The opinion of the court was delivered by: Hon. Dana M. Sabraw United States District Judge
ORDER GRANTING PLAINTIFF'S MOTION TO REMAND AND DENYING DEFENDANT'S MOTION TO DISMISS AS MOOT [Docs. 10 & 11]
Pending before the Court are Defendant's motion to dismiss and Plaintiff's motion to remand. For the reasons set forth below, Plaintiff's motion to remand is granted. Defendant's motion to dismiss is denied as moot.
Plaintiff's complaint asserts claims against multiple defendants in connection with a mortgage Plaintiff obtained on real property located at 4168 Baycliff, Oceanside, California 92056. Plaintiff originally filed suit in the Superior Court of California, County of San Diego, on February 25, 2009.
Plaintiff's original complaint asserted a violation of the Truth in Lending Act, 15 U.S.C. § 1601, et seq., in addition to state law claims. On March 27, 2009, Defendants removed the action to this Court. (Doc. 1.) On July 13, 2009, Plaintiff filed a First Amended Complaint ("FAC"), which removed the federal law claim. Thus, the only remaining claims are state law claims.
On January 15, 2010, Defendant filed a motion to dismiss the FAC. Plaintiffs did not file an opposition to the motion. (See Doc. 14.) Instead, Plaintiffs filed a motion to remand the matter to state court. (Doc. 11). Defendant filed an opposition, (Doc. 12), and Plaintiff filed a reply (Doc. 13.)
Plaintiff argues the case should be remanded because the FAC relies exclusively on state law claims. Defendant argues that the Court should maintain jurisdiction because removal was proper and Plaintiffs are engaged in a bad-faith attempt to manipulate the forum.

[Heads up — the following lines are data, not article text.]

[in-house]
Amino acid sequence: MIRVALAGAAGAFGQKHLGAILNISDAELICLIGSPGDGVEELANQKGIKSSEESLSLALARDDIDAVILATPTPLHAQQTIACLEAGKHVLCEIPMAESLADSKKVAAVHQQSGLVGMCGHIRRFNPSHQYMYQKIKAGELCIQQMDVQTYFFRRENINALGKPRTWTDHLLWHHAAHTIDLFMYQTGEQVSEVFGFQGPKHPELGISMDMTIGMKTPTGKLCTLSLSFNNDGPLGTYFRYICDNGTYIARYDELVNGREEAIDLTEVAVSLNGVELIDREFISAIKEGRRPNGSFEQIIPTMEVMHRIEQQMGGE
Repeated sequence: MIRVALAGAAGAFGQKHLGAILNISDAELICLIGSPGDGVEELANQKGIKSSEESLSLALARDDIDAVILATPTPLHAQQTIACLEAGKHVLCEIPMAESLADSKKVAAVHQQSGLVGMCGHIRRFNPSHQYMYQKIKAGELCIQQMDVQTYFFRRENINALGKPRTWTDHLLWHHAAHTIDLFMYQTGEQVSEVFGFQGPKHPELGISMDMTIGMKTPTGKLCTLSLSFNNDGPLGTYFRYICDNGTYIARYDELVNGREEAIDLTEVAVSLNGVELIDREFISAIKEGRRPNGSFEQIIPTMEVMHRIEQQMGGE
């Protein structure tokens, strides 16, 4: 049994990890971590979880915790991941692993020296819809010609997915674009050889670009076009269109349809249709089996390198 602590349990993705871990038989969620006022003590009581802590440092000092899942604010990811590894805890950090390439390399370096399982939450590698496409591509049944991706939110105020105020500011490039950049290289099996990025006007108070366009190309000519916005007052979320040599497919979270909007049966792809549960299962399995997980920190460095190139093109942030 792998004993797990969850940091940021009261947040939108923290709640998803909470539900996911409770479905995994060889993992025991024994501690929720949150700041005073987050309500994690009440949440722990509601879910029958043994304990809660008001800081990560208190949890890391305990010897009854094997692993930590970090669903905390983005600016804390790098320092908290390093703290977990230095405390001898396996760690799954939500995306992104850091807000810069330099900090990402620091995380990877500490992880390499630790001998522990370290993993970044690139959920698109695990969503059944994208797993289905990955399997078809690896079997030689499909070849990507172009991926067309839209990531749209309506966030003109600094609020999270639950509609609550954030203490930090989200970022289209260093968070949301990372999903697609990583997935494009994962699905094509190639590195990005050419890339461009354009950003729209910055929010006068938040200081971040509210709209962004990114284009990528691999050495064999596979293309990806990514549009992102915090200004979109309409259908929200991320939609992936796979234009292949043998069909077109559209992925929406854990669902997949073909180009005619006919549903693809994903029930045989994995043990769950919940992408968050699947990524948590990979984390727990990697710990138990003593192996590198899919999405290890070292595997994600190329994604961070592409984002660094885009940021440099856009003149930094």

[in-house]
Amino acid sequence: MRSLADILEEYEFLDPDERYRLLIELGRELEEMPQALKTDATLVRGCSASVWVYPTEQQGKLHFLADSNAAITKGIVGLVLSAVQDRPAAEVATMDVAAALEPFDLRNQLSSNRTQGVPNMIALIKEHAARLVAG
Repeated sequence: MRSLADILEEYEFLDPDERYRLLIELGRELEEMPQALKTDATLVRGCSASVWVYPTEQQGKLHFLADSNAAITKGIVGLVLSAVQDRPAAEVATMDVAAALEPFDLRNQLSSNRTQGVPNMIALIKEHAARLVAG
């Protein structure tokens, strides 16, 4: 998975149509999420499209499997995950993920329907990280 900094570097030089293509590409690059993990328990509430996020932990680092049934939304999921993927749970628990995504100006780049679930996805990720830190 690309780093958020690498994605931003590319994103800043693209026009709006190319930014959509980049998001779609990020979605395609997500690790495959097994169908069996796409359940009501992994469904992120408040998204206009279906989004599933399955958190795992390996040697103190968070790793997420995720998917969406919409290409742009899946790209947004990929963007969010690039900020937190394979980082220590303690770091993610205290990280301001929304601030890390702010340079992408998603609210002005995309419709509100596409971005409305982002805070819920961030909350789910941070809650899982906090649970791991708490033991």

Courts have discretion to remand cases in which federal question jurisdiction existed at the time of removal, but the federal claim is later dismissed. Carnegie-Mellon Univ. v. Cohill, 484 U.S. 343, 356 (1988). Principles of judicial economy, convenience, fairness, and comity are considered when determining whether to exercise jurisdiction over supplemental state law claims. Id. A court may also consider whether the plaintiff has attempted to manipulate the forum in deciding whether or not to remand the case. Id.
Defendant contends that the lawsuit was filed for an improper purpose, i.e. to force a loan modification, and that Plaintiff is seeking a remand simply as a delay tactic. However, the parties dispute the circumstances surrounding the contacts between Plaintiff and Defendant regarding the attempted loan modification. Further, it does not appear that Plaintiff has attempted to manipulate the forum. The original complaint asserted largely state law claims. While Defendant had the right to remove the action to federal court, Plaintiff also had the right to amend the complaint to remove the federal claim and seek remand. Baddie v. Berkeley Farms, 64 F.3d 487, 491 (9th Cir. 1995). Additionally, the case is in the early stages of litigation. Although the original complaint was filed more than one year ago, the parties have not moved beyond the pleading stage and discovery has not yet begun.
Accordingly, Plaintiff's motion to remand is granted. Defendant's motion to dismiss is denied as moot.
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